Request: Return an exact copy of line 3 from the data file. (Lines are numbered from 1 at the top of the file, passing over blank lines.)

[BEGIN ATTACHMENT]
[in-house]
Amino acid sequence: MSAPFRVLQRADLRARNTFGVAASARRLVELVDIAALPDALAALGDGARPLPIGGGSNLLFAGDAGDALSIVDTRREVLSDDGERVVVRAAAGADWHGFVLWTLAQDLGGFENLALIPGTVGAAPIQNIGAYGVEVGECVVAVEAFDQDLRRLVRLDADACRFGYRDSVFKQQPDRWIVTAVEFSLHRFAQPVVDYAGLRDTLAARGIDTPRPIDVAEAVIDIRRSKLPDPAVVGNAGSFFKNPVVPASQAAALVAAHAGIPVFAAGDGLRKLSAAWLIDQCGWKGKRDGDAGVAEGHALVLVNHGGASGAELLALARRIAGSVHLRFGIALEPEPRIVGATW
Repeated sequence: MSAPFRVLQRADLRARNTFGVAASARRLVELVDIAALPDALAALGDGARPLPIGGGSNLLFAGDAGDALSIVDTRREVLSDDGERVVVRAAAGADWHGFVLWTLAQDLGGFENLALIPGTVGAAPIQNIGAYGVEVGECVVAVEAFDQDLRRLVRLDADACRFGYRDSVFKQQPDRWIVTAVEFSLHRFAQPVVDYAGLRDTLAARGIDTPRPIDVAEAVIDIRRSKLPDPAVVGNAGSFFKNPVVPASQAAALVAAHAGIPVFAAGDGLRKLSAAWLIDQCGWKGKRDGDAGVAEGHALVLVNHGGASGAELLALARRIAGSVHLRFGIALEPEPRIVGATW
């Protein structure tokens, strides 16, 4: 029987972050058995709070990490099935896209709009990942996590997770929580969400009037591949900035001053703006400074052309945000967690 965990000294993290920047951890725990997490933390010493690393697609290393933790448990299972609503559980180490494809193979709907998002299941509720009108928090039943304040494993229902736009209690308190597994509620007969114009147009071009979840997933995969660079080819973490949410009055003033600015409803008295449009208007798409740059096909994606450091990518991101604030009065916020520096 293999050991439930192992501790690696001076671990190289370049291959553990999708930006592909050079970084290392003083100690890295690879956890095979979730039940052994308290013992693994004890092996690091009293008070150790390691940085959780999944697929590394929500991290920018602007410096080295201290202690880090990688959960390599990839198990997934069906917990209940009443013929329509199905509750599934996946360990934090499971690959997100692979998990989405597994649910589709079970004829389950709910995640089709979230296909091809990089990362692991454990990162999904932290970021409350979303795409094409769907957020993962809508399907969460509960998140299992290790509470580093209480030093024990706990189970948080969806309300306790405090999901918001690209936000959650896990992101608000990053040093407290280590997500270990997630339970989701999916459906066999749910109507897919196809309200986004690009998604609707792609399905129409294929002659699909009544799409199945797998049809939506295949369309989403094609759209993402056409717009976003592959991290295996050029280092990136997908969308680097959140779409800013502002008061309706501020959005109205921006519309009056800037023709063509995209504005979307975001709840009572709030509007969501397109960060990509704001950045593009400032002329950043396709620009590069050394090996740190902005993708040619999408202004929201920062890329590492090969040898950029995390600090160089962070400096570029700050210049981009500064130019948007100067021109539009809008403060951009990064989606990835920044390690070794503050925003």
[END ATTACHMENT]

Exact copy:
Repeated sequence: MSAPFRVLQRADLRARNTFGVAASARRLVELVDIAALPDALAALGDGARPLPIGGGSNLLFAGDAGDALSIVDTRREVLSDDGERVVVRAAAGADWHGFVLWTLAQDLGGFENLALIPGTVGAAPIQNIGAYGVEVGECVVAVEAFDQDLRRLVRLDADACRFGYRDSVFKQQPDRWIVTAVEFSLHRFAQPVVDYAGLRDTLAARGIDTPRPIDVAEAVIDIRRSKLPDPAVVGNAGSFFKNPVVPASQAAALVAAHAGIPVFAAGDGLRKLSAAWLIDQCGWKGKRDGDAGVAEGHALVLVNHGGASGAELLALARRIAGSVHLRFGIALEPEPRIVGATW